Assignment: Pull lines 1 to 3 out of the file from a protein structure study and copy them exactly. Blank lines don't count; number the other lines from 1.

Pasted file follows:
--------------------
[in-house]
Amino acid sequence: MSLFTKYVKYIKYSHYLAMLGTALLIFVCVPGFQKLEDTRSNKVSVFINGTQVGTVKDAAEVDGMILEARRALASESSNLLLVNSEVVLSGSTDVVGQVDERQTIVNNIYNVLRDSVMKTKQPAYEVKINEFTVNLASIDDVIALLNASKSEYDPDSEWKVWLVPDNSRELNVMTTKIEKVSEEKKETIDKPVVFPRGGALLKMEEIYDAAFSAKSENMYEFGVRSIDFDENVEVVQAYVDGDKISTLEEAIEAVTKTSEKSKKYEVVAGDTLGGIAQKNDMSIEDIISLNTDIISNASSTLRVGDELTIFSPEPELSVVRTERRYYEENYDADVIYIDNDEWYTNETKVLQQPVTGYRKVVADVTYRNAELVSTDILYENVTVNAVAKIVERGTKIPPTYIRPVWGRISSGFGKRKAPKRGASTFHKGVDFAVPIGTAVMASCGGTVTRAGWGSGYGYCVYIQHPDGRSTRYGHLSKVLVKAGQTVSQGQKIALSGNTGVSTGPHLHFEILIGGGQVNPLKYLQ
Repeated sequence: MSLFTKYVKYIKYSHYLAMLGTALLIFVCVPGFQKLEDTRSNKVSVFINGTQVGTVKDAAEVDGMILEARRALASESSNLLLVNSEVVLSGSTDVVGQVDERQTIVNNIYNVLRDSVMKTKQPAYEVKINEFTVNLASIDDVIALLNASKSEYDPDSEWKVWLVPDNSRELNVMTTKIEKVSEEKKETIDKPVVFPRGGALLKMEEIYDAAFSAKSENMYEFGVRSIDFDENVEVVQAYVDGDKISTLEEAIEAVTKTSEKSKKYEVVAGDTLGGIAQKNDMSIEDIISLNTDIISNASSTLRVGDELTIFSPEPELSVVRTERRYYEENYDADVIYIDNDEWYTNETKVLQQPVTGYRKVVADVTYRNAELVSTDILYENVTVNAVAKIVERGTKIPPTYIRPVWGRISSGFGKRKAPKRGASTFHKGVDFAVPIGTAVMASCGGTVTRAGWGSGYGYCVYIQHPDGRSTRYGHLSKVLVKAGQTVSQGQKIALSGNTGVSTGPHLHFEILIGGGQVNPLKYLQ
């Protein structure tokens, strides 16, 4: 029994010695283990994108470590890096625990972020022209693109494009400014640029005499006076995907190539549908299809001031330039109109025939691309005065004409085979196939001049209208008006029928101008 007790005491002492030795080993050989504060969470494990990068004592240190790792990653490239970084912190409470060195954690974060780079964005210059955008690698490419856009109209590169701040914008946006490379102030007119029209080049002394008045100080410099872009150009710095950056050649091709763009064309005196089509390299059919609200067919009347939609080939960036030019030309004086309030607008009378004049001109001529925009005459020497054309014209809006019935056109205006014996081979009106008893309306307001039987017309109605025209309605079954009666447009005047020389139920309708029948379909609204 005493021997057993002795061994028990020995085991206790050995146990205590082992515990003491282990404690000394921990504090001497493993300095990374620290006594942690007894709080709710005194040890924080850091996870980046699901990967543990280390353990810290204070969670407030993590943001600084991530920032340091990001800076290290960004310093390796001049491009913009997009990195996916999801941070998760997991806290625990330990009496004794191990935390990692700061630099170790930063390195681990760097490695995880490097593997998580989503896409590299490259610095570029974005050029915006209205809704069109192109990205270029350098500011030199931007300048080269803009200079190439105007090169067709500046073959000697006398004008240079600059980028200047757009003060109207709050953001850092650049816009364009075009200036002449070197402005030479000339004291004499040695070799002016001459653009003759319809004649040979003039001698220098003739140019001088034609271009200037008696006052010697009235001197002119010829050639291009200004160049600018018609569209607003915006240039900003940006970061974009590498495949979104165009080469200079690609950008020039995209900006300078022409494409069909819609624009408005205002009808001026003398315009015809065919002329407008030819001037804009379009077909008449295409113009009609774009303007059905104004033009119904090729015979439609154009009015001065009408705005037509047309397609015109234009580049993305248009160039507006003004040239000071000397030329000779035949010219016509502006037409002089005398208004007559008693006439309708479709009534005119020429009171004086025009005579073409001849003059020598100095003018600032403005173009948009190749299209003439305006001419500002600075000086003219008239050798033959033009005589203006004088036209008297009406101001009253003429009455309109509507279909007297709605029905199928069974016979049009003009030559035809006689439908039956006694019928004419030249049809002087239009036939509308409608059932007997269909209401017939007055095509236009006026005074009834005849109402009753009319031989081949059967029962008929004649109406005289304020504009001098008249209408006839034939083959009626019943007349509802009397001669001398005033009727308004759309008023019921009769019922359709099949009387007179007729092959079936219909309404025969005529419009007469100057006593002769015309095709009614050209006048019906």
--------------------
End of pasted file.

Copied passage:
[in-house]
Amino acid sequence: MSLFTKYVKYIKYSHYLAMLGTALLIFVCVPGFQKLEDTRSNKVSVFINGTQVGTVKDAAEVDGMILEARRALASESSNLLLVNSEVVLSGSTDVVGQVDERQTIVNNIYNVLRDSVMKTKQPAYEVKINEFTVNLASIDDVIALLNASKSEYDPDSEWKVWLVPDNSRELNVMTTKIEKVSEEKKETIDKPVVFPRGGALLKMEEIYDAAFSAKSENMYEFGVRSIDFDENVEVVQAYVDGDKISTLEEAIEAVTKTSEKSKKYEVVAGDTLGGIAQKNDMSIEDIISLNTDIISNASSTLRVGDELTIFSPEPELSVVRTERRYYEENYDADVIYIDNDEWYTNETKVLQQPVTGYRKVVADVTYRNAELVSTDILYENVTVNAVAKIVERGTKIPPTYIRPVWGRISSGFGKRKAPKRGASTFHKGVDFAVPIGTAVMASCGGTVTRAGWGSGYGYCVYIQHPDGRSTRYGHLSKVLVKAGQTVSQGQKIALSGNTGVSTGPHLHFEILIGGGQVNPLKYLQ
Repeated sequence: MSLFTKYVKYIKYSHYLAMLGTALLIFVCVPGFQKLEDTRSNKVSVFINGTQVGTVKDAAEVDGMILEARRALASESSNLLLVNSEVVLSGSTDVVGQVDERQTIVNNIYNVLRDSVMKTKQPAYEVKINEFTVNLASIDDVIALLNASKSEYDPDSEWKVWLVPDNSRELNVMTTKIEKVSEEKKETIDKPVVFPRGGALLKMEEIYDAAFSAKSENMYEFGVRSIDFDENVEVVQAYVDGDKISTLEEAIEAVTKTSEKSKKYEVVAGDTLGGIAQKNDMSIEDIISLNTDIISNASSTLRVGDELTIFSPEPELSVVRTERRYYEENYDADVIYIDNDEWYTNETKVLQQPVTGYRKVVADVTYRNAELVSTDILYENVTVNAVAKIVERGTKIPPTYIRPVWGRISSGFGKRKAPKRGASTFHKGVDFAVPIGTAVMASCGGTVTRAGWGSGYGYCVYIQHPDGRSTRYGHLSKVLVKAGQTVSQGQKIALSGNTGVSTGPHLHFEILIGGGQVNPLKYLQ